Huge file rooms of documents and paper-based information are quickly becoming a thing of the past with more and more people having to work from home. WolfePak’s Document Management solution helps our customers with digital transformation by automating workflows to the back office. Since people aren’t going into the office to pull a file or approve an invoice, digitizing documents is crucial for maintaining business continuity.

With WolfePak’s document management, employees working remotely can log in from any computer with an Internet connection and gain instant access to the information they need to do their jobs. For accounting pros, if you haven’t made your workflows electronic, something as simple as asking many people to sign off or approve invoices is difficult and inefficient. With the integration of DocVue into WolfePak, customers can automate this entire process.

When they do return to the office, [employees] will be more efficient in this environment, reducing their reliance on huge file rooms of documents and paper-based information. It’s a win-win situation.

EE: Why WolfePak? What sets you apart from the competition?

RL: WolfePak’s customers are active in our strategic roadmap planning and are the lifeblood of our organization. Every company is unique, and it is our entire team’s mission to collaborate with them to learn how best to provide support today and in the future.

WolfePak Software has been providing software for independent oil and gas companies for the past 30 years. Our mission is to put technology, once reserved for the biggest oil and gas companies, into the hands of independents to enable automation. Automation will be the key to optimizing costs and getting the visibility companies need to make better decisions.

Our goal is to automate as much of the work as possible, providing solutions for oil and gas accounting, oilfield data collection, document management and inter-company business transactions. Our customers trust us because we provide information that helps them make better business decisions to deal with today’s volatile market conditions.

Today, virtually any company can automate its operations. Doing it correctly requires forethought and planning. It’s not just about data collection and transfer. It’s about data insights and letting the data tell you what to do next. In short, the only way that companies can survive in what is now a depressed market is to automate and streamline everything they can.

EE: While we have seen ups and downs in the past, it appears the COVID-19 pandemic will have lasting effects on how we live our lives and do business. Some of these effects, such as working from home, will have major impacts on cities and transportation. Given that transportation demand will shrink, and electric vehicles are on the rise, which market do you see oil and gas consumption shifting to?

RL: COVID-19 has indeed changed the way we live and work, perhaps forever. What happens next is still up for debate. But it doesn’t mean the end of the office as we know it. Don’t forget that essential workers, of which there are so many within oil and gas, never left the office. That said, companies need to do everything they can to make data access, transfer and integration as easy as possible to manage for their teams, whether they are remote or not.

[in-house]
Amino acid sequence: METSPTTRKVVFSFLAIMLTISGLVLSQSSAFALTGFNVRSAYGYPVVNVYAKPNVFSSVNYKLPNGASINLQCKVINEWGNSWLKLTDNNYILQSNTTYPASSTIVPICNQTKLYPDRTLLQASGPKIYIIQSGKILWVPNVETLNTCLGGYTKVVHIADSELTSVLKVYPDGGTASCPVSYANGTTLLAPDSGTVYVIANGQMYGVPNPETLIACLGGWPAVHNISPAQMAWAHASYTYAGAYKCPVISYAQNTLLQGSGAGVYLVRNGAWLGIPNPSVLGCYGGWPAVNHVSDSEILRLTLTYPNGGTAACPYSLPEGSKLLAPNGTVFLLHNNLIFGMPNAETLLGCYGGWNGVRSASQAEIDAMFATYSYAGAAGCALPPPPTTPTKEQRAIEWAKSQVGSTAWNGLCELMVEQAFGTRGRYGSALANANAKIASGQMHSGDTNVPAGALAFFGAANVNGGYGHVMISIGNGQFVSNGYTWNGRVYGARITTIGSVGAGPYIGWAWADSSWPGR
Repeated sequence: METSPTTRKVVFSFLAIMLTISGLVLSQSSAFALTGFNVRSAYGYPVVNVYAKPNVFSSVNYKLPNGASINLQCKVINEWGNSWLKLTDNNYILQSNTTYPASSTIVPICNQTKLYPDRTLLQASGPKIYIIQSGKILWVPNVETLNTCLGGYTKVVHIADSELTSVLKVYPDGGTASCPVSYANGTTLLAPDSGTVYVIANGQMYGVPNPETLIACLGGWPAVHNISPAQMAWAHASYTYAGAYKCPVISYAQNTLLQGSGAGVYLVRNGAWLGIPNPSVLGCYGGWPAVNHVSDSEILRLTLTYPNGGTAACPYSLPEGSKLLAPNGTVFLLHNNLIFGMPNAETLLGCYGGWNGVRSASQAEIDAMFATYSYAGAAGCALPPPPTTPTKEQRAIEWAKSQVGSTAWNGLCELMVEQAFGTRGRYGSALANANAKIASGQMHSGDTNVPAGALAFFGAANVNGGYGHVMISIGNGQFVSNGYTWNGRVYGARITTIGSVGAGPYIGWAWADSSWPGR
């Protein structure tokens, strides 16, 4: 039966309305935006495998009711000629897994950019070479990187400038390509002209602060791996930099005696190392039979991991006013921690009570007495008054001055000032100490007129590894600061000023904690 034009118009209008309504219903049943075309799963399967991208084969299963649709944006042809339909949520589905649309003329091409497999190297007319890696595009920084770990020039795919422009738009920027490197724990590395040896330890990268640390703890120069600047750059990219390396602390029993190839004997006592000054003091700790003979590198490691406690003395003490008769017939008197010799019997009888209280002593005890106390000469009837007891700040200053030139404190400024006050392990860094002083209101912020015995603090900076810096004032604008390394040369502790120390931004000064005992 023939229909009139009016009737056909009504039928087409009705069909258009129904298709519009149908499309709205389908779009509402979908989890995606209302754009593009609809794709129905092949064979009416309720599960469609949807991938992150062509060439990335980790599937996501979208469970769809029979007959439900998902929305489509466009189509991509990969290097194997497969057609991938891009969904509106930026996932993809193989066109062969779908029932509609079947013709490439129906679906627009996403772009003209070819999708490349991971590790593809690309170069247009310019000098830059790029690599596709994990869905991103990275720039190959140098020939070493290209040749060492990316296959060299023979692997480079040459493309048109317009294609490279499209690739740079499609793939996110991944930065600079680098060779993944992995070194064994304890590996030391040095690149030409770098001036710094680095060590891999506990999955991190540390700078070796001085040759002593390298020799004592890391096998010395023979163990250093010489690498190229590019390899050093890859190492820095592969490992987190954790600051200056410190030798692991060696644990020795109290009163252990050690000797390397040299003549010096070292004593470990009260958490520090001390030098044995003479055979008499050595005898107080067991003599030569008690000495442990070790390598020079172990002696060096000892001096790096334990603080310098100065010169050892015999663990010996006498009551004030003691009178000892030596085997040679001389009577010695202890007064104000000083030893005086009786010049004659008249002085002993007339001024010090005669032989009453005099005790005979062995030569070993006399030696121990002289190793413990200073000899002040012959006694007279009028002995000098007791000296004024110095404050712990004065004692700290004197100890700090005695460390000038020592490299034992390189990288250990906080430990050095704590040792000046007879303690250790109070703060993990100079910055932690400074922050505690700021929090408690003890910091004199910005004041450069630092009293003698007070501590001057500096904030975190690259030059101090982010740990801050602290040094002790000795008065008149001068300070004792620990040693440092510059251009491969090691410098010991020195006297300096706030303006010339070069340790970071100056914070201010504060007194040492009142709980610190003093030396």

Many work processes will never come back. No one wants to push paper or drive to the office to get a file when they can access it online from wherever they are. But not all manual work disappears; the approach just changes.

And while the electric movement is exciting, it doesn’t signal the end of oil and gas as an industry. We forget that there are so many other things that rely on oil and gas to run – trucks, boats, barges, even irrigation systems on farms.

EE: Under the Biden administration, how do you see oil and gas faring? Do you believe there will be a lot more regulations set forth?

RL: We work in a highly regulated industry already. Our job at WolfePak is to help our customers maneuver through any market or political climate with ease. Oil prices going negative is something no one thought would ever be possible. This year is a perfect example of our industry’s resiliency and adaptability – we’ll get through this together.

Our primary focus is on taking care of our customers. We’re doing everything we can to help them adjust to the “new normal” of business, whether that’s getting online remotely, implementing new cloud and mobile technologies, or creating new business rules in our software to account for so many of this year’s industry firsts.

We work with our clients to navigate their specific market requirements, understand what insights they can glean, and what new reporting needs they may have. And we aim to provide our customers with access to the right information when they need it, in as few steps as possible.

EE: Technology and the oil and gas industry have come a long way. What are your predictions for the next step in this relationship?

RL: Technology is an enabler to a more profitable path. As I mentioned before, we will continue to work with our customers and partners to ensure we deliver solutions that efficiently help them reach their business goals.

Cloud adoption has rapidly increased in the wake of COVID-19. Customers understand the benefits of cloud economics and want the ability to scale as needed.

In addition to more cloud and mobile deployments with the back office, we’ll see more data analytics and business intelligence (BI). Companies are sitting on mountains of data, but need help in gaining actionable insights from the information. 

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Feature Writer

Eissler, former editor-in- chief of Oil & Gas Engineering magazine, previously worked as an editor for Dubai-based The Oil & Gas Year Magazine.